Phonological Awareness, Phonemic Awareness and Phonics

Several years back all the K-6 and special education teachers in our districts participated in the Language Essentials for Teachers of Language and Spelling (LETRS) training.  One of the beginning sessions introduced the the five key areas of reading instruction proposed by the National Reading Panel.  Phonemic awareness and phonics are two of these components.  During this session, there seemed to be quite a bit of confusion over the terms of “phonological awareness”, “phonemic awareness” and “phonics” and knowing the difference between those terms.   So, let me see if I can help provide clarification.

Phonological Awareness- Phonological awareness is a general appreciation of how spoken language can be divided into its components.  For example, we speak in sentences.  Sentences can be broken down into words and words into syllables.  Breaking words into onset-rime and an appreciation of rhyme and alliteration fall under the category of phonological awareness.

Phonemic Awareness- The word “phoneme” means sound.  When a word is broken down into its smallest unit, a sound (or phoneme), the term “phonemic awareness” is used.  Phonemic awareness is a sub skill of the broad category of phonological awareness.  Phoneme isolation, blending, and segmenting are several skills that fall under this category.

Maybe this graphic helps.


Click the following link to download the above graphic:  Phonological Awareness

Phonics and phonemic awareness are not the same.  Phonics involves how speech sounds correspond to the written letter or letter combinations.  Phonemic awareness is only about hearing and manipulating the individual speech sounds in words.  The best way to remember the difference between these two terms is to know that any phonemic awareness skills can be “done in the dark”.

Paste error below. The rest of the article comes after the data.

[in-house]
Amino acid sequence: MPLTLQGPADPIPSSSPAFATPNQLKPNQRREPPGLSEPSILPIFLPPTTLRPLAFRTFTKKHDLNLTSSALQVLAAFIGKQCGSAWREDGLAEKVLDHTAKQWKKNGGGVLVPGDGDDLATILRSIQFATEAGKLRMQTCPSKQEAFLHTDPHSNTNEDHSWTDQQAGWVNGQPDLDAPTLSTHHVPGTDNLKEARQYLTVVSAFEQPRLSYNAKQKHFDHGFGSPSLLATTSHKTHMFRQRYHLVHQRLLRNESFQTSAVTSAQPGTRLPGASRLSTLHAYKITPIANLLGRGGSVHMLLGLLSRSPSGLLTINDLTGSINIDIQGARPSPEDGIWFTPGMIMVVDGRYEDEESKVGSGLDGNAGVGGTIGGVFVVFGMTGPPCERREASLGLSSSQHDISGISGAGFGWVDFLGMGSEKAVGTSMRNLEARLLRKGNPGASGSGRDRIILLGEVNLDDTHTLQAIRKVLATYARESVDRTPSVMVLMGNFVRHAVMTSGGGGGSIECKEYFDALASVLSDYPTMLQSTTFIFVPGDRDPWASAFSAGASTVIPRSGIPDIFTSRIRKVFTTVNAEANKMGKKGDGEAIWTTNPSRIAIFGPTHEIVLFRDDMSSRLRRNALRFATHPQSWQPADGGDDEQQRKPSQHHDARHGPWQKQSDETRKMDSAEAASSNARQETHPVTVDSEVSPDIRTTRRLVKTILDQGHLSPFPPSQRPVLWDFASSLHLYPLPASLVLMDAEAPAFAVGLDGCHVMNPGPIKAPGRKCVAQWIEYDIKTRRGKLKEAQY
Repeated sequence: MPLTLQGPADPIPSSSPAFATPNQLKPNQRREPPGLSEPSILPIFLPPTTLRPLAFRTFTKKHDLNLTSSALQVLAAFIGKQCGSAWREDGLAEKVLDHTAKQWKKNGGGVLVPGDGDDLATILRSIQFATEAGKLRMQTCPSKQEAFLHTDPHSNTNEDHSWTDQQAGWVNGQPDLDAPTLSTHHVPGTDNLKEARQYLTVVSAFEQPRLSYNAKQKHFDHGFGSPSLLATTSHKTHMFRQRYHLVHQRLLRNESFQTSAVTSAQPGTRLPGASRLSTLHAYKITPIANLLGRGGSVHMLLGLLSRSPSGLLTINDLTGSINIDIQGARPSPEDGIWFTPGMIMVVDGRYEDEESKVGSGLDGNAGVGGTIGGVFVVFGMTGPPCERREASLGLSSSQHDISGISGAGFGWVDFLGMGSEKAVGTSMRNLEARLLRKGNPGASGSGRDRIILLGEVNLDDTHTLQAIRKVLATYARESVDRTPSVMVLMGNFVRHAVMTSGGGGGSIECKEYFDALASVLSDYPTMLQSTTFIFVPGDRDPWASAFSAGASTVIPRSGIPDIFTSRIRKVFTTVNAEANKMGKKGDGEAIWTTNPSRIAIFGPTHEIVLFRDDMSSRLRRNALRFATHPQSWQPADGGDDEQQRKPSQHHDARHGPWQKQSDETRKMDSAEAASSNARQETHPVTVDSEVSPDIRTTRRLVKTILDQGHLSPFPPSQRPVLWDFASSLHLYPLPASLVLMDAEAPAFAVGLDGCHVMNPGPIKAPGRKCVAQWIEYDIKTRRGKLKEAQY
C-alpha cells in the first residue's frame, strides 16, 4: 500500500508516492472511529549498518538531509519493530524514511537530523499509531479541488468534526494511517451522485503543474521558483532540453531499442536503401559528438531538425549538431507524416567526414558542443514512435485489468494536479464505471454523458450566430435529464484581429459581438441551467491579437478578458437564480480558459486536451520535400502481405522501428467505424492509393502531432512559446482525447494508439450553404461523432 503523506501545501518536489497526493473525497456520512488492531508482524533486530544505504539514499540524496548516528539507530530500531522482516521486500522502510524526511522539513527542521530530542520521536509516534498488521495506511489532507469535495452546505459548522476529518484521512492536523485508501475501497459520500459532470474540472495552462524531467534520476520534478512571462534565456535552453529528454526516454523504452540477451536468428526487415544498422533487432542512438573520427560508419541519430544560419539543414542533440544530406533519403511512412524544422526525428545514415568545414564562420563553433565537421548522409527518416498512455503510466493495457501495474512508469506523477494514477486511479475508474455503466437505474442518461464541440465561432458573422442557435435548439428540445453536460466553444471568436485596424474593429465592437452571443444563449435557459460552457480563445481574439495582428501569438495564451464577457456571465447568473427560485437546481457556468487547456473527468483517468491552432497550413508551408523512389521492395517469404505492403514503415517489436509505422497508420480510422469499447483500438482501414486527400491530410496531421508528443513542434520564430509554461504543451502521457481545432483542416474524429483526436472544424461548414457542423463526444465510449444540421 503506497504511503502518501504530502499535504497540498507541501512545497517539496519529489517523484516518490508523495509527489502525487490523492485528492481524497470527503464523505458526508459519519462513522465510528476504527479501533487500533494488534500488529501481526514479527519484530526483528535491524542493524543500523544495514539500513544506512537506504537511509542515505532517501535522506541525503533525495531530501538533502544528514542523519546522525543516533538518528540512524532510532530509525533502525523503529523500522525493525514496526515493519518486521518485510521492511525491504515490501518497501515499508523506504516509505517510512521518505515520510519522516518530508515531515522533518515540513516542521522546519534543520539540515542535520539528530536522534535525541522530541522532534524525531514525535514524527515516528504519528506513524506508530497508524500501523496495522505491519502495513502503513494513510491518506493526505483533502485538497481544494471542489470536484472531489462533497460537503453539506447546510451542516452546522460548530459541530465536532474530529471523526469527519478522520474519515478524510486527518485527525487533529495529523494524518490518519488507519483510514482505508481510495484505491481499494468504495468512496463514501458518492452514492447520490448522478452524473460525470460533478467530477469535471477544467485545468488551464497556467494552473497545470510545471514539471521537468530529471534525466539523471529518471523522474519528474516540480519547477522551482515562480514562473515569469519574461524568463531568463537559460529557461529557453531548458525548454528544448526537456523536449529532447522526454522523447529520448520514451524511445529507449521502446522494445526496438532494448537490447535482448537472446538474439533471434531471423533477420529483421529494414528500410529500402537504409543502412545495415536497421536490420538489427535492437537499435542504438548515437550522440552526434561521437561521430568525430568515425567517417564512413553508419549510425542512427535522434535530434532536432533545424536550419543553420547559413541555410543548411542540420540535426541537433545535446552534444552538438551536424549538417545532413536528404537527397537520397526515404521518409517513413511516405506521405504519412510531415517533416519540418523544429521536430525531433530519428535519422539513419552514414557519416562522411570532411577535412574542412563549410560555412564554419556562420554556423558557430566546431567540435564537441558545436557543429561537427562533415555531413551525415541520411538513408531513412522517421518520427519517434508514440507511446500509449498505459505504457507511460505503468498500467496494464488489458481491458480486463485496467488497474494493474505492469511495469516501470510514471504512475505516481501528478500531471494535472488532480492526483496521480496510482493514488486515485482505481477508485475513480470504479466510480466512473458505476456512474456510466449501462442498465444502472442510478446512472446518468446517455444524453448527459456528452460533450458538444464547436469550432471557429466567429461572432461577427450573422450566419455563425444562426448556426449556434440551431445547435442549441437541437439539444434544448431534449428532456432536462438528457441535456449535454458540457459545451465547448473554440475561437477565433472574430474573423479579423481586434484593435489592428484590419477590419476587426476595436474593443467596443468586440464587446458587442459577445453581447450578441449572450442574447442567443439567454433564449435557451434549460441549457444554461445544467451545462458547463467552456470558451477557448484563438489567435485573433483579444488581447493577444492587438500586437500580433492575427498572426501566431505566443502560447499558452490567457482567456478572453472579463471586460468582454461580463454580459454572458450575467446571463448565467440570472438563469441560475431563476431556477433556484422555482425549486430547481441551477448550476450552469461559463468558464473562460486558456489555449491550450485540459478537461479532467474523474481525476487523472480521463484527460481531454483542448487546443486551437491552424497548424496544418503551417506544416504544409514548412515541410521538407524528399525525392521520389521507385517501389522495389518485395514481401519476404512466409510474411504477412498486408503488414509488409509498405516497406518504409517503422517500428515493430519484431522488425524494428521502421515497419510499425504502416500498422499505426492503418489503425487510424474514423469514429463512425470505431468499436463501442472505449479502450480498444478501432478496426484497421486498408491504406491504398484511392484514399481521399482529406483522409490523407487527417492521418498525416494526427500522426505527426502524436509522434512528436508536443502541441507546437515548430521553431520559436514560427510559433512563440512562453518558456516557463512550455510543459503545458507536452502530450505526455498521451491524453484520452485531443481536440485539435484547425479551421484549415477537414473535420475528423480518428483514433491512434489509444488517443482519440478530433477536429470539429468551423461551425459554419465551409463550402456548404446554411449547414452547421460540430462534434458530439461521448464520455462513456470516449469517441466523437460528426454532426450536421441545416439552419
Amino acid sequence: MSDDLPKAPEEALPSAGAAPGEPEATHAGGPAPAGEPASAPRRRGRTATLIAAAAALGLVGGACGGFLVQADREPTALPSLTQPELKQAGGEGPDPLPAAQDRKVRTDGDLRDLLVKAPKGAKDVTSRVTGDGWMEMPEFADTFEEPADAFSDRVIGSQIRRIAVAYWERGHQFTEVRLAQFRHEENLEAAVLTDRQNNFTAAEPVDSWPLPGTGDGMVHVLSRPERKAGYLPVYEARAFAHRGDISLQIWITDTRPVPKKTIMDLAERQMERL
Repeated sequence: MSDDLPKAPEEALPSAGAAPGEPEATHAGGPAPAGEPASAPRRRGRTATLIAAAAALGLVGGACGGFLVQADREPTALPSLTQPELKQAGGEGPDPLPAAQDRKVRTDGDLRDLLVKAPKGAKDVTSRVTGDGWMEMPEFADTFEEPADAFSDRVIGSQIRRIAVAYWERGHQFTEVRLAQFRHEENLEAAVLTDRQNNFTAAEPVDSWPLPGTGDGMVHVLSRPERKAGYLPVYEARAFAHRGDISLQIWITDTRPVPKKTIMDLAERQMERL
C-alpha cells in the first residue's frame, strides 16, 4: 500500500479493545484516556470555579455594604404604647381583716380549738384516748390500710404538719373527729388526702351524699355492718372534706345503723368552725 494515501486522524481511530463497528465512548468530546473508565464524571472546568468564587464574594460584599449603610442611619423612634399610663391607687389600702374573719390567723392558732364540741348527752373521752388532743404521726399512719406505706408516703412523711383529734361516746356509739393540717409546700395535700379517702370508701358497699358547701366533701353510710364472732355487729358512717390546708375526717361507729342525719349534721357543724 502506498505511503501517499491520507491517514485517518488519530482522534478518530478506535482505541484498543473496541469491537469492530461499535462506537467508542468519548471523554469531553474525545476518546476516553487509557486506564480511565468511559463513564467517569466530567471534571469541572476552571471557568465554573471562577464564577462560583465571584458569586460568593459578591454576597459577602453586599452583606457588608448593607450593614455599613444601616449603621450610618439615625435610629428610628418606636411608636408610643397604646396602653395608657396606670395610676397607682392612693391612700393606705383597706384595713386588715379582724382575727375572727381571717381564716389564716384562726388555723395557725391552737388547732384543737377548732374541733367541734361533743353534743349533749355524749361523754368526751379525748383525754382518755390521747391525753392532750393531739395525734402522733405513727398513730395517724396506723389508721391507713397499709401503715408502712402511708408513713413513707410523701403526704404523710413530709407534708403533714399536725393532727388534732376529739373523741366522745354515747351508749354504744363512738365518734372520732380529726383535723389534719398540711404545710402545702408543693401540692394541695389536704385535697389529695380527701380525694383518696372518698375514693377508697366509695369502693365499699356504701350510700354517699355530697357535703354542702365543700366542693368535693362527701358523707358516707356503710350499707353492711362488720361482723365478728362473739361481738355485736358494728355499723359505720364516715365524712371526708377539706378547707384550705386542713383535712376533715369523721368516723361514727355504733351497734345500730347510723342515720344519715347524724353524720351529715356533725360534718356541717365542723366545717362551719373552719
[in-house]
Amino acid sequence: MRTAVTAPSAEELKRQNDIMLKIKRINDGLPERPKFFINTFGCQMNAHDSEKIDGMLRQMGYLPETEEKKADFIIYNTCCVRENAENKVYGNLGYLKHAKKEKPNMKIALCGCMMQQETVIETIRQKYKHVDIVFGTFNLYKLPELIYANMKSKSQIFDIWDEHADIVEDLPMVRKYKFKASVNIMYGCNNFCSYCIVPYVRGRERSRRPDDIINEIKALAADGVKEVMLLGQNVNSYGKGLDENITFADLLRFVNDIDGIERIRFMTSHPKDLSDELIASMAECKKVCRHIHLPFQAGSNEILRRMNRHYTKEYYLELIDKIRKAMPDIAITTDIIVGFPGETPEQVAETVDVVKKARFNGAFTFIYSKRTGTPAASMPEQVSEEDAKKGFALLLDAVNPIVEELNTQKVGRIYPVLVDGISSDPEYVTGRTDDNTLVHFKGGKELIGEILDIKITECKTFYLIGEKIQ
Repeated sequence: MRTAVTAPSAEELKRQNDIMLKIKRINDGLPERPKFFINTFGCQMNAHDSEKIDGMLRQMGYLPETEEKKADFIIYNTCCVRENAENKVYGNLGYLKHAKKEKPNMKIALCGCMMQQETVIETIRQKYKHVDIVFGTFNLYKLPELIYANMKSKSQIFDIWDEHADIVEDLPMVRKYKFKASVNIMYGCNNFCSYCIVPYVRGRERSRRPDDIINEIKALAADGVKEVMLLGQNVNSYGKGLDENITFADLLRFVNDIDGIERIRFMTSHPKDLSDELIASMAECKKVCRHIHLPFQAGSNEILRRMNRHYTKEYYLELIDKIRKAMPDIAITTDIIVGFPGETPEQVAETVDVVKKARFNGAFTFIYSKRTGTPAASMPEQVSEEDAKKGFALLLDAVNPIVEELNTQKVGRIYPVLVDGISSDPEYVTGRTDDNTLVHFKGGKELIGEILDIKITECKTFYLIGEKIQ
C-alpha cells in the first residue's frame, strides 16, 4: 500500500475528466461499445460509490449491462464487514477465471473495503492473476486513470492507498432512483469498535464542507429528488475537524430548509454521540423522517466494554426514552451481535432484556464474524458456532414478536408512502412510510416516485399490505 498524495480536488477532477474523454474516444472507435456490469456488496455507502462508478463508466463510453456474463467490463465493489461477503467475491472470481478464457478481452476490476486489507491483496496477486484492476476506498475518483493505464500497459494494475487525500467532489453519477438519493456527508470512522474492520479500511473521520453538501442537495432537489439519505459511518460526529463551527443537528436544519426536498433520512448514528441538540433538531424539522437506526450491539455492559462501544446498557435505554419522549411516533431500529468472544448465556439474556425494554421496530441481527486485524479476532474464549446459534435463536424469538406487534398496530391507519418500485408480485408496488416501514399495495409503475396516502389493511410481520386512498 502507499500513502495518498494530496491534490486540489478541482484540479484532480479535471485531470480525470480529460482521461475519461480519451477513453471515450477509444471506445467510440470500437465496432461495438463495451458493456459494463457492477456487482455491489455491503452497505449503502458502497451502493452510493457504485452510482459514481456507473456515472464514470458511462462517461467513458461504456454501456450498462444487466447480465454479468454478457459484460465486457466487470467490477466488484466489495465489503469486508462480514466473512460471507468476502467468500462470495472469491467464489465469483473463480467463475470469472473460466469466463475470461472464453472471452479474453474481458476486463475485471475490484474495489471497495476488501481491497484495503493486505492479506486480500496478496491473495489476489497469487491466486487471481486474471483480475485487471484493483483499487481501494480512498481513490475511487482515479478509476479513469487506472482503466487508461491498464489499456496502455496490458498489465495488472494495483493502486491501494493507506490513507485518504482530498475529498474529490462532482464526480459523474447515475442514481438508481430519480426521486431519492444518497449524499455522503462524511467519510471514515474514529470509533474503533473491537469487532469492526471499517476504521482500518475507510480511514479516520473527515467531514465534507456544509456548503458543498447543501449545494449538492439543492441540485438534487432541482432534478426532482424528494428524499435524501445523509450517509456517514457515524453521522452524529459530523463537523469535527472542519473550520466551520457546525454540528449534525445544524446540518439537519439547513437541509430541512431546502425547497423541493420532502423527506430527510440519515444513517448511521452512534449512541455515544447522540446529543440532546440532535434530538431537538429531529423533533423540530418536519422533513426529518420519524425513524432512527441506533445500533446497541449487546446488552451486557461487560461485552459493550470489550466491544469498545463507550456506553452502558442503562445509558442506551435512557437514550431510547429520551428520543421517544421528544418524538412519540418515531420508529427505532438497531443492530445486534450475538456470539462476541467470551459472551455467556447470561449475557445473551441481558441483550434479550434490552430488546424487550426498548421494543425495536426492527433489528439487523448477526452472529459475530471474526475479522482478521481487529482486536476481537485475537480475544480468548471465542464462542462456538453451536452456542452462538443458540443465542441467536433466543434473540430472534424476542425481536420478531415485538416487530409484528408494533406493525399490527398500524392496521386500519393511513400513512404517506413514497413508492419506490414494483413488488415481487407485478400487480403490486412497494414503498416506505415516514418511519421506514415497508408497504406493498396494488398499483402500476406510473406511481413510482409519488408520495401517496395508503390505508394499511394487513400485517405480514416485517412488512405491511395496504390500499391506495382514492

To download the “Do It In the Dark” poster click the following link:  Phonemic Awareness Do It In the Dark

Did you know– Research has identified phonemic awareness and letter knowledge as the two best predictors of how well a child will learn to read during the first two years of school.






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  1. Rosalie Campbell says

    I love all the materials you have in this site. It’s stellar helpful. This can really help my students successful in learning. I am a teacher aide but have my own class of 22 alone and supply is very scarce. Searching online for stuff will take you all day but your website is certainly the answer I am looking for.

    Having said that, I do have several items ordered and multiple wish list as well. I have trouble going back to my cart to check out. Now this is not my first time buying teaching materials online it usually easy to back to your cart and check-out. When I tried to purchase one last item from it will take you to the link but I couldn’t get in their. Is there something I am missing here…please help…please I needed to have those materials to be able to teach successfully. Hope to hear from you soon.

    Rosalie Campbell

    • Julie says

      Hi Rosalie- all the printables on this blog is are linked to Teachers Pay Teachers. Is it there that you are having trouble? If so, click on the “contact us”- that’s their technical support and they can help you. If not, please let me know. You can email me at

  2. kara says

    This is a great post. These skills are so often neglected in the foundation phase. Then people wonder why so many children do bad later!!! Sight words, speed reading, letter names all have a place….NOT in early years though. Only when foundation for writing and reading is firmly laid.

    The research and evidence is there.

  3. Juanita Mask says

    If you haven’t seen the Bright Solutions for Dyslexia web page, there is a wealth of information there that is very easy to understand and helpful. As a parent, I feel that all teachers would benefit from absorbing the knowledge assembled there.

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